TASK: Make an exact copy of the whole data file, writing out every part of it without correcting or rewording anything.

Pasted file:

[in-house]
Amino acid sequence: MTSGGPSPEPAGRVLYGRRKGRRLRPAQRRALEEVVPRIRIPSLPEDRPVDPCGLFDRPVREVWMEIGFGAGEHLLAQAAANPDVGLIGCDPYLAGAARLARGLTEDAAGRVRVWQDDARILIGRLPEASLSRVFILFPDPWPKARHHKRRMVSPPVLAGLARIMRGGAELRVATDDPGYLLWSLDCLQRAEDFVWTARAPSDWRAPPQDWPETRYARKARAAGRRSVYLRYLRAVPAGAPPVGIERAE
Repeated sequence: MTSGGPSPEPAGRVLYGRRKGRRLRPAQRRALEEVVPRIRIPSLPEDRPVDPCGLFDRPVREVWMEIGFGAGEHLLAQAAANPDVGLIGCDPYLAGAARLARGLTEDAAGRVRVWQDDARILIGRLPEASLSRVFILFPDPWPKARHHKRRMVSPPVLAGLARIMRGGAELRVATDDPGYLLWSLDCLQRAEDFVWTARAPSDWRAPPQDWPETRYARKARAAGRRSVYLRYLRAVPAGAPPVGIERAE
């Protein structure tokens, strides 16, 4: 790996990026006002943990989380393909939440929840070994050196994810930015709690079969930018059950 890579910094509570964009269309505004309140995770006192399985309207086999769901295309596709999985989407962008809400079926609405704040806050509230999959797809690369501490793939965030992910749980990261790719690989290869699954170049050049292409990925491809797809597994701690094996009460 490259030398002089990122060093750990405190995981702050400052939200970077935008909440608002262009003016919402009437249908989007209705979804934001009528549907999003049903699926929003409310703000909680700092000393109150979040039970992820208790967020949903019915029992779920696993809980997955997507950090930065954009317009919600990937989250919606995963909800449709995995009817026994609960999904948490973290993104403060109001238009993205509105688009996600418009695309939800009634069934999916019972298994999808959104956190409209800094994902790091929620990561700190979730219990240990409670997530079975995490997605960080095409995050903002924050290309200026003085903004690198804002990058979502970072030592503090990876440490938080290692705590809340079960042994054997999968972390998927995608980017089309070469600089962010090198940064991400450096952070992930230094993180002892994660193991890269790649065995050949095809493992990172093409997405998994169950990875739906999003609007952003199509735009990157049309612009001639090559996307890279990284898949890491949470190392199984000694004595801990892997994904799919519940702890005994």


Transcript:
[in-house]
Amino acid sequence: MTSGGPSPEPAGRVLYGRRKGRRLRPAQRRALEEVVPRIRIPSLPEDRPVDPCGLFDRPVREVWMEIGFGAGEHLLAQAAANPDVGLIGCDPYLAGAARLARGLTEDAAGRVRVWQDDARILIGRLPEASLSRVFILFPDPWPKARHHKRRMVSPPVLAGLARIMRGGAELRVATDDPGYLLWSLDCLQRAEDFVWTARAPSDWRAPPQDWPETRYARKARAAGRRSVYLRYLRAVPAGAPPVGIERAE
Repeated sequence: MTSGGPSPEPAGRVLYGRRKGRRLRPAQRRALEEVVPRIRIPSLPEDRPVDPCGLFDRPVREVWMEIGFGAGEHLLAQAAANPDVGLIGCDPYLAGAARLARGLTEDAAGRVRVWQDDARILIGRLPEASLSRVFILFPDPWPKARHHKRRMVSPPVLAGLARIMRGGAELRVATDDPGYLLWSLDCLQRAEDFVWTARAPSDWRAPPQDWPETRYARKARAAGRRSVYLRYLRAVPAGAPPVGIERAE
């Protein structure tokens, strides 16, 4: 790996990026006002943990989380393909939440929840070994050196994810930015709690079969930018059950 890579910094509570964009269309505004309140995770006192399985309207086999769901295309596709999985989407962008809400079926609405704040806050509230999959797809690369501490793939965030992910749980990261790719690989290869699954170049050049292409990925491809797809597994701690094996009460 490259030398002089990122060093750990405190995981702050400052939200970077935008909440608002262009003016919402009437249908989007209705979804934001009528549907999003049903699926929003409310703000909680700092000393109150979040039970992820208790967020949903019915029992779920696993809980997955997507950090930065954009317009919600990937989250919606995963909800449709995995009817026994609960999904948490973290993104403060109001238009993205509105688009996600418009695309939800009634069934999916019972298994999808959104956190409209800094994902790091929620990561700190979730219990240990409670997530079975995490997605960080095409995050903002924050290309200026003085903004690198804002990058979502970072030592503090990876440490938080290692705590809340079960042994054997999968972390998927995608980017089309070469600089962010090198940064991400450096952070992930230094993180002892994660193991890269790649065995050949095809493992990172093409997405998994169950990875739906999003609007952003199509735009990157049309612009001639090559996307890279990284898949890491949470190392199984000694004595801990892997994904799919519940702890005994």